Vermont Landlord Tenant Rights

Renters and landlords in Vermont have certain rights and responsibilities. Let's take a look at the laws in the Green Mountain State.

Landlord Responsibilities

Landlords in Vermont have the following responsibilities to their tenants:

  • Make required repairs within 30 days of tenant request
  • Maintain rental unit, plumbing, heating, electric, and water systems.
  • Maintain floors, kitchen facilities, and bathroom fixtures.
  • Provide extermination services, including for bedbugs.
  • Provide a lead-based paint disclosure for units built before 1978.

Tenant Responsibilities

Tenants also have responsibilities to landlords. These include:

  • Pay rent in a timely manner.
  • Maintain the unit and all fixtures in a safe and sanitary way.
  • Follow all building and health code regulations.
  • Make small repairs as needed.
  • Avoid disturbing other tenants.

Security Deposit

In the state of Vermont, there is no limit on the amount of security deposits. Landlords may require any amount they see fit. However, in Burlington, landlords can charge no more than one month's rent as a security deposit, plus an additional half-month's rent as a pet deposit, if applicable. No deposit can be charged for a service animal that's a reasonable accommodation.

Tenants can't use the security deposit to pay their last month's rent. Landlords can withhold all or part of the deposit to pay for unpaid rent or utility bills, fees for disposing of the tenant's personal property, or repairs beyond normal wear and tear.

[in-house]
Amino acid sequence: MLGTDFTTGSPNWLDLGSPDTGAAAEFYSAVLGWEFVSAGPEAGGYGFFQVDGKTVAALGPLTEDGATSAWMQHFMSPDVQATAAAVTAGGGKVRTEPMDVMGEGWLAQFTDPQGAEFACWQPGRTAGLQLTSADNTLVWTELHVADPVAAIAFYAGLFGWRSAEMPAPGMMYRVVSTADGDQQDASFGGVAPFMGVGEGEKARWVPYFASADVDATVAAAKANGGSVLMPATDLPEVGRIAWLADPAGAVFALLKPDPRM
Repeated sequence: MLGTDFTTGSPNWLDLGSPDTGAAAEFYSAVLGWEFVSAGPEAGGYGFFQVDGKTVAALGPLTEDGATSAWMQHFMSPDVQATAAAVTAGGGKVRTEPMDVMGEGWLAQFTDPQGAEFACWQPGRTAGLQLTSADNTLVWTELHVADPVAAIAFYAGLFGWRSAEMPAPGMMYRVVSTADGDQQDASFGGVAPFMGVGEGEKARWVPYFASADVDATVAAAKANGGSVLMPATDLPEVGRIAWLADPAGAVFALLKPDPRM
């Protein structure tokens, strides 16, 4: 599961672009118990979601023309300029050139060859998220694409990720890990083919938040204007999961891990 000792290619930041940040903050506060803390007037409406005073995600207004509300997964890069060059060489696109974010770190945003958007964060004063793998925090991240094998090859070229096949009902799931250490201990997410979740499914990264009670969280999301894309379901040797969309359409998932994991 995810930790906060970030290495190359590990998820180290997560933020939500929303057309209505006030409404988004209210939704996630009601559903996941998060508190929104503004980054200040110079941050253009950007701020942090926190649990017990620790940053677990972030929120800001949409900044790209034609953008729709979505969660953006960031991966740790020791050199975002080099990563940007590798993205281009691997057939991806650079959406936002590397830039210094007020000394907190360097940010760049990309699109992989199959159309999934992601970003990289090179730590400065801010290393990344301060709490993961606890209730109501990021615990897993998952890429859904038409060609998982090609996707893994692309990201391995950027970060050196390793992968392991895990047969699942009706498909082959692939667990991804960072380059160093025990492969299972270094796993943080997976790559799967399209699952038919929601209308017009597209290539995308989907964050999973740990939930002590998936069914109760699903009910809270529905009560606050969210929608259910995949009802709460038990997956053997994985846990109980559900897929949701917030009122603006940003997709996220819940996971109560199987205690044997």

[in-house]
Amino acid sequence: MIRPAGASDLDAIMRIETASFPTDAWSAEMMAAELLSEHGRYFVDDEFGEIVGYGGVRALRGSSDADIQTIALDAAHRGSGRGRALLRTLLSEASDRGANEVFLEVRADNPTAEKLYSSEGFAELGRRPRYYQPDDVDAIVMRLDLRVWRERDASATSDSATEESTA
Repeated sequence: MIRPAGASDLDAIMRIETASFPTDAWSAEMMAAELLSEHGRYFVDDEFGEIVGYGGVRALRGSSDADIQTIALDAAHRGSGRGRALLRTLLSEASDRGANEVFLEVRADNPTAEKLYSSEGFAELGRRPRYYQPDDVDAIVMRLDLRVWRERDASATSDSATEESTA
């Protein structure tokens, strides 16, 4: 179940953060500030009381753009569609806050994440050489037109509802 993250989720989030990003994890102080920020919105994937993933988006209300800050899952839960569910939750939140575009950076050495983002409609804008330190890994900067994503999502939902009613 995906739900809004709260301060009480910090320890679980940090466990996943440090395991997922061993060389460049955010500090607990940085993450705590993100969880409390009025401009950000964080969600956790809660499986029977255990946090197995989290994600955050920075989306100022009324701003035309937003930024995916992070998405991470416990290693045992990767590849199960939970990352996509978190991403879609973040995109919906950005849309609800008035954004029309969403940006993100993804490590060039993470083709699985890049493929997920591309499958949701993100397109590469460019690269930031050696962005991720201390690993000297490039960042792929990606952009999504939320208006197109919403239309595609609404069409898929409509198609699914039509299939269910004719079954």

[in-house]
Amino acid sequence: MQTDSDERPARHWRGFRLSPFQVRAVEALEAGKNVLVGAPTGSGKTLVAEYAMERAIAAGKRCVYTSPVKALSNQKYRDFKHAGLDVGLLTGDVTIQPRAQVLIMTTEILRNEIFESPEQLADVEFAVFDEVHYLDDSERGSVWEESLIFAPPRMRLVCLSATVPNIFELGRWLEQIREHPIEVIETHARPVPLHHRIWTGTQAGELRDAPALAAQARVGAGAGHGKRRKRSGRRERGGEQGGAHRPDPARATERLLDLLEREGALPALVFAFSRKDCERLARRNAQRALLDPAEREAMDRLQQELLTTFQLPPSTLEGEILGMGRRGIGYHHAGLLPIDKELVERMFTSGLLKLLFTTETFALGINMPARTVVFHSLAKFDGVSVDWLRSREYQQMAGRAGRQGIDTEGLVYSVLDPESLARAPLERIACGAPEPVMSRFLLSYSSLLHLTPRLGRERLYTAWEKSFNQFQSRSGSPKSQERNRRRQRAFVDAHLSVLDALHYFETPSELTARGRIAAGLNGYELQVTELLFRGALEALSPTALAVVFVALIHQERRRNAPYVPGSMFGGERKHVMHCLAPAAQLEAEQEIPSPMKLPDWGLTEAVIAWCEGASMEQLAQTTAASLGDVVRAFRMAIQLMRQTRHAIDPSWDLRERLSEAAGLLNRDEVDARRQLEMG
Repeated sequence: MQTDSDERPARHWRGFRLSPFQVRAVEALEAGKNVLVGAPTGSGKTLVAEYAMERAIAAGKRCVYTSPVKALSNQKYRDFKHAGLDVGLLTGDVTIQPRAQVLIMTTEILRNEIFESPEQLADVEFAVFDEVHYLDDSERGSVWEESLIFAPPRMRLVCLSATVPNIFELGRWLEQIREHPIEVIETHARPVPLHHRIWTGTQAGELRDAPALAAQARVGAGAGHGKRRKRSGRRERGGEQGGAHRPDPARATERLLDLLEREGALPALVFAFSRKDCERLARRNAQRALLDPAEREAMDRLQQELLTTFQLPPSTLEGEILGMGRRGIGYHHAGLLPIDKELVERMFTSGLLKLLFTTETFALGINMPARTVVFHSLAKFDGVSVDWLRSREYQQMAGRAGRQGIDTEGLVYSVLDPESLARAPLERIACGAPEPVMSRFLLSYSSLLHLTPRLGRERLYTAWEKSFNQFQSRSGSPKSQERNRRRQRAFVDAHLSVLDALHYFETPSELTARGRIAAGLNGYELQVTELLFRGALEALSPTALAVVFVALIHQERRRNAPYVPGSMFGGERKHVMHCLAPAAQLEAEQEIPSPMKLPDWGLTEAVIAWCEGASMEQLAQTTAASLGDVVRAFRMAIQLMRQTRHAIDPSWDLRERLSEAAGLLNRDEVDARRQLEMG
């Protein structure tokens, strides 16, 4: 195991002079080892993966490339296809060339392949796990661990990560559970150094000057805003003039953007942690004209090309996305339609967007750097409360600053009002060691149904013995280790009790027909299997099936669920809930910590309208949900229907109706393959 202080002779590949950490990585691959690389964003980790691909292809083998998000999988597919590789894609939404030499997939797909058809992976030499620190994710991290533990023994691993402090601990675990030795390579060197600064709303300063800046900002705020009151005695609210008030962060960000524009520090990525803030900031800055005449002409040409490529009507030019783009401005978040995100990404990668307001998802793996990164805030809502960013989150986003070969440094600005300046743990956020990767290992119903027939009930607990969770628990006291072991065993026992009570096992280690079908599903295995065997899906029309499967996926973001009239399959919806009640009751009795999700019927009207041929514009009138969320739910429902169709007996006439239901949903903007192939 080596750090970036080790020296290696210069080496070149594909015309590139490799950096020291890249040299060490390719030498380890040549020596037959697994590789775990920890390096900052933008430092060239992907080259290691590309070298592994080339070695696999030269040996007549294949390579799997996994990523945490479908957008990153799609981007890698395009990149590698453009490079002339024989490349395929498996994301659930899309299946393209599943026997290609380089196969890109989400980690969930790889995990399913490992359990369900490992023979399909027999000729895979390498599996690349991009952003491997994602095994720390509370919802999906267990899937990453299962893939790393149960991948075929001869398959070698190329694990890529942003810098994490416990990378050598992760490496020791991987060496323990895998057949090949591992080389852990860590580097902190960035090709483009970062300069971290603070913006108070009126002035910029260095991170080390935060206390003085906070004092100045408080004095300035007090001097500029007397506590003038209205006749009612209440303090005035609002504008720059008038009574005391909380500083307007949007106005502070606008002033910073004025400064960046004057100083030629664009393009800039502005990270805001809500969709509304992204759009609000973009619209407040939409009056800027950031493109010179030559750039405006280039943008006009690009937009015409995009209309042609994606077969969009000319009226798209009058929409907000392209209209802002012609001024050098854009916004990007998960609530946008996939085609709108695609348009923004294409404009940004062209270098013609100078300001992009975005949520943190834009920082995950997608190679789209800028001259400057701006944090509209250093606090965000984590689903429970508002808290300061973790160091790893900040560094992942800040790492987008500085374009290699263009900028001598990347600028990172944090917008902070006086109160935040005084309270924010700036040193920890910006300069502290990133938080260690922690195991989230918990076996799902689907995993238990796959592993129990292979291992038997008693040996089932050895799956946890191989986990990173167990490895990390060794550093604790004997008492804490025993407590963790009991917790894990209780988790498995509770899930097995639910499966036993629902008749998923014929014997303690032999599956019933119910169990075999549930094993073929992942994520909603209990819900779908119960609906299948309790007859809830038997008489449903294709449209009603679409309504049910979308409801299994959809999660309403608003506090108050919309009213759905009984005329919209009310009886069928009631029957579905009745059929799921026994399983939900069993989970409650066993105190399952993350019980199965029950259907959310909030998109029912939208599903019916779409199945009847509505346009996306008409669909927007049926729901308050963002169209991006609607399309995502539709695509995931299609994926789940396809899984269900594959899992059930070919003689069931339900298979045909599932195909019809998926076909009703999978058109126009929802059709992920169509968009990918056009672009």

Rent and Fees

There is no rent control in Vermont, so landlords may raise the rent as they see fit. They must provide at least 60 days' notice of any increase in rent. However, the state does allow cities to set their own rent control policy without approval from the state.

Application fees cannot be charged in Vermont.


If a tenant fails to pay rent, landlords can issue a 30-Day Notice to Pay. If the tenant doesn't pay their rent within that 30 day period, landlords can begin formal eviction

If a lease violation occurs, landlords can issue a 30-Day Notice to Quit. Landlords don't have to provide tenants the opportunity to correct the violation. After 30 days, the landlord can pursue formal eviction.

In the eviction process, landlords must file and have the tenant formally served with notice. The tenant has 20 days to respond or file a motion to dismiss.

Lease Termination Notice

If tenants want to break the lease, they must give notice. If they're renting week-to-week, they need to give 21 days' notice. If they're renting month-to-month, they need to give 30 days' notice. If they're renting year-to-year (meaning they pay their rent once annually), they need to give 60 days' notice.

Tenants can legally end a lease early for several reasons, including:

  • The presence of an early termination clause in their signed rental agreement
  • Active military service
  • Harassment by the landlord
  • The rental unit being unliveable

Relevant State Agencies

Vermont Agency of Commerce and Community Development

City-Specific Links


Burlington Housing Authority




Official Rules and Regulations

VS Tit. 9 Ch. 137